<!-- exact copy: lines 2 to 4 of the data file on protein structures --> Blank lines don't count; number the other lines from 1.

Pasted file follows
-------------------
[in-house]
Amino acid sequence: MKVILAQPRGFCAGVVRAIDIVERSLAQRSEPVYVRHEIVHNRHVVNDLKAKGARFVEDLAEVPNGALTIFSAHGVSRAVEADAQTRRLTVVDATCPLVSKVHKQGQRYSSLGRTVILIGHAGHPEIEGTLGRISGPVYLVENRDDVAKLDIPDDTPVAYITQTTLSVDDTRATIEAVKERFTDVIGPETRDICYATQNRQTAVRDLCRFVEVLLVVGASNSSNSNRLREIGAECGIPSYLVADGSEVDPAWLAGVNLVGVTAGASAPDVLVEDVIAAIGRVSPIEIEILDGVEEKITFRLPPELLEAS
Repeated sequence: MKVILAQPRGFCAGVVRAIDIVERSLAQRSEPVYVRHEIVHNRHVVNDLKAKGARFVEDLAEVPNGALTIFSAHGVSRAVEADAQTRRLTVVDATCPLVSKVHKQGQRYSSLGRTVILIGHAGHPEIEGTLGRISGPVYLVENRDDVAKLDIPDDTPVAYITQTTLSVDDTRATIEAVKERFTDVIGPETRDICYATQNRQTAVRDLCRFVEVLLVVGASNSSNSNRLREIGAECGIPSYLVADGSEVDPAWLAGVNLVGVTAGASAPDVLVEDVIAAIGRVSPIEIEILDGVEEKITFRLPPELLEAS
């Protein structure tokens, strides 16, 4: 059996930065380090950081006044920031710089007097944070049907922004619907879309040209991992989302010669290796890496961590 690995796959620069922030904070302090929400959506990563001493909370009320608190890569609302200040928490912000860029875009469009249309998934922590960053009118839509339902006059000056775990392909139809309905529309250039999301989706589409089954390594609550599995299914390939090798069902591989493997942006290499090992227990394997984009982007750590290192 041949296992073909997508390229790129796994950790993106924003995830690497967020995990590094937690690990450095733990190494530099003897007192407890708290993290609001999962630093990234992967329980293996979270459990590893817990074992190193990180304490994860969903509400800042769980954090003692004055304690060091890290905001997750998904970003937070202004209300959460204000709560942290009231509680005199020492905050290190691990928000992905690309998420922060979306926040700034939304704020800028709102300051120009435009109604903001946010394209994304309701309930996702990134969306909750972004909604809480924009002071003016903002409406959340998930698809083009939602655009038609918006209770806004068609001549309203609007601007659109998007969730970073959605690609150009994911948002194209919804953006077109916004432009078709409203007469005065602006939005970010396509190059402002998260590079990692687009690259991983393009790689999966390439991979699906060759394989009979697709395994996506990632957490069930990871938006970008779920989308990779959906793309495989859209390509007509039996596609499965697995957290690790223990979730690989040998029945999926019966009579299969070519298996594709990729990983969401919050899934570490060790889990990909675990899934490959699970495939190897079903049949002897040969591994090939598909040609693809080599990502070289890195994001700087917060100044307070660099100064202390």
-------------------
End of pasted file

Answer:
Amino acid sequence: MKVILAQPRGFCAGVVRAIDIVERSLAQRSEPVYVRHEIVHNRHVVNDLKAKGARFVEDLAEVPNGALTIFSAHGVSRAVEADAQTRRLTVVDATCPLVSKVHKQGQRYSSLGRTVILIGHAGHPEIEGTLGRISGPVYLVENRDDVAKLDIPDDTPVAYITQTTLSVDDTRATIEAVKERFTDVIGPETRDICYATQNRQTAVRDLCRFVEVLLVVGASNSSNSNRLREIGAECGIPSYLVADGSEVDPAWLAGVNLVGVTAGASAPDVLVEDVIAAIGRVSPIEIEILDGVEEKITFRLPPELLEAS
Repeated sequence: MKVILAQPRGFCAGVVRAIDIVERSLAQRSEPVYVRHEIVHNRHVVNDLKAKGARFVEDLAEVPNGALTIFSAHGVSRAVEADAQTRRLTVVDATCPLVSKVHKQGQRYSSLGRTVILIGHAGHPEIEGTLGRISGPVYLVENRDDVAKLDIPDDTPVAYITQTTLSVDDTRATIEAVKERFTDVIGPETRDICYATQNRQTAVRDLCRFVEVLLVVGASNSSNSNRLREIGAECGIPSYLVADGSEVDPAWLAGVNLVGVTAGASAPDVLVEDVIAAIGRVSPIEIEILDGVEEKITFRLPPELLEAS
């Protein structure tokens, strides 16, 4: 059996930065380090950081006044920031710089007097944070049907922004619907879309040209991992989302010669290796890496961590 690995796959620069922030904070302090929400959506990563001493909370009320608190890569609302200040928490912000860029875009469009249309998934922590960053009118839509339902006059000056775990392909139809309905529309250039999301989706589409089954390594609550599995299914390939090798069902591989493997942006290499090992227990394997984009982007750590290192 041949296992073909997508390229790129796994950790993106924003995830690497967020995990590094937690690990450095733990190494530099003897007192407890708290993290609001999962630093990234992967329980293996979270459990590893817990074992190193990180304490994860969903509400800042769980954090003692004055304690060091890290905001997750998904970003937070202004209300959460204000709560942290009231509680005199020492905050290190691990928000992905690309998420922060979306926040700034939304704020800028709102300051120009435009109604903001946010394209994304309701309930996702990134969306909750972004909604809480924009002071003016903002409406959340998930698809083009939602655009038609918006209770806004068609001549309203609007601007659109998007969730970073959605690609150009994911948002194209919804953006077109916004432009078709409203007469005065602006939005970010396509190059402002998260590079990692687009690259991983393009790689999966390439991979699906060759394989009979697709395994996506990632957490069930990871938006970008779920989308990779959906793309495989859209390509007509039996596609499965697995957290690790223990979730690989040998029945999926019966009579299969070519298996594709990729990983969401919050899934570490060790889990990909675990899934490959699970495939190897079903049949002897040969591994090939598909040609693809080599990502070289890195994001700087917060100044307070660099100064202390």